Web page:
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Light Transmission

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Post Options Post Options   Thanks (0) Thanks(0)     Back to Top Direct Link To This Post Posted: April/21/2005 at 11:32
Chris Farris View Drop Down
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It is impossible for any scope to "gather" light. It can only transmit existing light. And, regardless of advertising claims you may have heard, there is no riflescope made that can transmit 100% of available light.

As light enters the objective end of the scope, before it reaches your eye it passes through several lenses. Each lens absorbs a small quantity of light. Residual reflection from the individual lenses will also prevent a certain amount of light from passing through the scope. In addition, undesired reflections within the metal tube can hinder the quality of the viewed image and the transmission of light.

Each lens has two surfaces. Thus, the total number of lenses within a scope (a variable-power scope can have between seven and ten) is multiplied by two, then multiplied by 0.25% to determine the amount of light lost in the transmission. Simple multiplication is not accurate, however, as each succeeding lens progressively reduces the total amount of transmitted light. It is a favorite technique of some scope manufacturers to claim light transmission values of nearly 100%. Of course, they're measuring the first objective lens only, conveniently forgetting about the other eight or nine!

Any higher transmission levels are physically impossible to achieve with current technology, and claims to the contrary are to be discounted. What does light transmission mean in practical terms? An average scope may transmit 85% or so, and inferior scopes substantially less. The human eye can distinguish transmission differences of 3% or more. Consequently, there is a very real difference in what you can see through a superior scope versus run-of-the-mill optics.

The very best rifle scopes human beings can create will transmit to your eye—under perfect conditions—a maximum of 94.5% to 95% of available light. There are but a handful of scope companies remaining that produce optics approaching these levels, Schmidt & Bender being one of them.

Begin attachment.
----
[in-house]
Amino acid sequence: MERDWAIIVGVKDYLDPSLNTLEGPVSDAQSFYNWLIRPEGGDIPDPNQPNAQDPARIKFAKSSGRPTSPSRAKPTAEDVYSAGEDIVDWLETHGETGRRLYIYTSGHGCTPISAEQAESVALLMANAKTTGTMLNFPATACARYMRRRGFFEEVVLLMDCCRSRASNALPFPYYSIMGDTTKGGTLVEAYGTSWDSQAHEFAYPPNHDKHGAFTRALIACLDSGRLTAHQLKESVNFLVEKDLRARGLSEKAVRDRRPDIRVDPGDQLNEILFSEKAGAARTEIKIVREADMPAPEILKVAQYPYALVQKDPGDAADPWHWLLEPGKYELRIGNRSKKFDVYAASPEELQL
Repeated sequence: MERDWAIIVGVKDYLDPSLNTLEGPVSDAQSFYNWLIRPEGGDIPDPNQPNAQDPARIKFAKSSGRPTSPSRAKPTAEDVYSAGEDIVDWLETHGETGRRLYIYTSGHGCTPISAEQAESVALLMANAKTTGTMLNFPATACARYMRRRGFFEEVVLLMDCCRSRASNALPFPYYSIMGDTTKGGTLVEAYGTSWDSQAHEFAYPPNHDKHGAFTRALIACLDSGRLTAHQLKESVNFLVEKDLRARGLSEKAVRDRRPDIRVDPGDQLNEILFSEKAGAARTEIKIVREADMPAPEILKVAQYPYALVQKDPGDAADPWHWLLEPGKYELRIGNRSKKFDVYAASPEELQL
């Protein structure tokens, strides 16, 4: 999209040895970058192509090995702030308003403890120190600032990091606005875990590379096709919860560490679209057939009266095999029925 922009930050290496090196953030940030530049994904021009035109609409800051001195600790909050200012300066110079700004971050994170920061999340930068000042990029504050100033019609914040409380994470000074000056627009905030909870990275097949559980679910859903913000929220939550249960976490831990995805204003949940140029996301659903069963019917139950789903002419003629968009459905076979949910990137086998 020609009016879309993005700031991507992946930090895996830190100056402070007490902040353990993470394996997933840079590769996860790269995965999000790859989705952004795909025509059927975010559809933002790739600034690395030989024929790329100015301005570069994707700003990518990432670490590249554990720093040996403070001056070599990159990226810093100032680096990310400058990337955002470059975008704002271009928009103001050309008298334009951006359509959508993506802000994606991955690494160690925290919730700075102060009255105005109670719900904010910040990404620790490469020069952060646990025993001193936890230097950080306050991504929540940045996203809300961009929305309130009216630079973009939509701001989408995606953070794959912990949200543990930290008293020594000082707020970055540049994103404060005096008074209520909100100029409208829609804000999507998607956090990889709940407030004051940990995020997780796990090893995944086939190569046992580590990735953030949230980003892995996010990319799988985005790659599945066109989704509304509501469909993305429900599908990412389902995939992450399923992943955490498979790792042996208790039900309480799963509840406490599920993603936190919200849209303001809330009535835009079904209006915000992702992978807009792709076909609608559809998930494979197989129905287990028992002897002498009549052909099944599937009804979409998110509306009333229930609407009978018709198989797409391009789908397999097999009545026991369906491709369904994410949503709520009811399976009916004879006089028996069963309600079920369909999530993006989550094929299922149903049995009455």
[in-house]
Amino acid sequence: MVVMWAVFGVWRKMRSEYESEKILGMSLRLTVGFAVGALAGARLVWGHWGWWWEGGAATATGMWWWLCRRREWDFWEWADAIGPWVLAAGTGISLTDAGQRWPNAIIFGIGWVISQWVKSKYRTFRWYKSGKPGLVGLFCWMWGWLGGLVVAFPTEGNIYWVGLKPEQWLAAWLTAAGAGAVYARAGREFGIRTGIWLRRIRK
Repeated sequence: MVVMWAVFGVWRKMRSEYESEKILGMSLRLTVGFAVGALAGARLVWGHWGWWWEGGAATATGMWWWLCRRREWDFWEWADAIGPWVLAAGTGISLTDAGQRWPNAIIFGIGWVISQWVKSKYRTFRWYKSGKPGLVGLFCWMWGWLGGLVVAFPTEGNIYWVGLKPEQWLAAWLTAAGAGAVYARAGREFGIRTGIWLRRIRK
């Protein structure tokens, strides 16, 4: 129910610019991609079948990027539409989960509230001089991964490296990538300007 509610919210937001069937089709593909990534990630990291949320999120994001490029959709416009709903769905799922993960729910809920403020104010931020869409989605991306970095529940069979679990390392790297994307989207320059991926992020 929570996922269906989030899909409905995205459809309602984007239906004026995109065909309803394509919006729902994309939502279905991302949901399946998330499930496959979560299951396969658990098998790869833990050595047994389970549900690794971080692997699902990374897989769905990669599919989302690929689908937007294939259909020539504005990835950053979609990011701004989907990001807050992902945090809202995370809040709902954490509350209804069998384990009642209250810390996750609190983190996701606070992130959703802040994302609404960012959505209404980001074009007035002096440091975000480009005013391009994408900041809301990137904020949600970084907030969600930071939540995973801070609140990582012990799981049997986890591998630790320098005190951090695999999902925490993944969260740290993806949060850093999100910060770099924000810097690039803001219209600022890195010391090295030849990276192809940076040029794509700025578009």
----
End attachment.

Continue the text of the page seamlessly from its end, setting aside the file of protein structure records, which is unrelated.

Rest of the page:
Under hunting conditions, when you might be trying to distinguish a target at absolute last light, these differences can be critical. It can determine whether you bag your game or whether you have long since called it a day.

 

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article courtesy of http://www.schmidtbender.com/

Post Options Post Options   Thanks (0) Thanks(0)     Back to Top Direct Link To This Post Posted: April/21/2005 at 12:46
koshkin View Drop Down
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A good article all in all.

 

A couple of comments though.

 

No mention is made of wavelength of light.  Our eyes have different sensitivity at different wavelegnths.  The claim that a human eye can only detect a 3% difference in brightness is incorrect and depends on a number of factors: wavelength, total light intensity and ambient illumination are the ones that come to mind.  For example, in a low light environement, a human eye can resolve slight illumination differences a lot better than in bright sunlight.

 

Also, perceived brightness of a scope depends on the resolution of the image.  I think Dail Clifford has once posted a lengthy discussion of transfer functions.  I was too lazy to go through it in detail, but Ihave some exposure to these matters through my work (I am an optical physicist and work with light sensors for various military and astronomy applications).  It all boils down to this: a clearly defined picture with sharp edges will seem brighter to you than a hazy one (Leupold newly released filters utilize that phenomenon).

 

All in all a good article though.

 

Ilya

Post Options Post Options   Thanks (0) Thanks(0)     Back to Top Direct Link To This Post Posted: May/31/2005 at 15:09
Chris Farris View Drop Down
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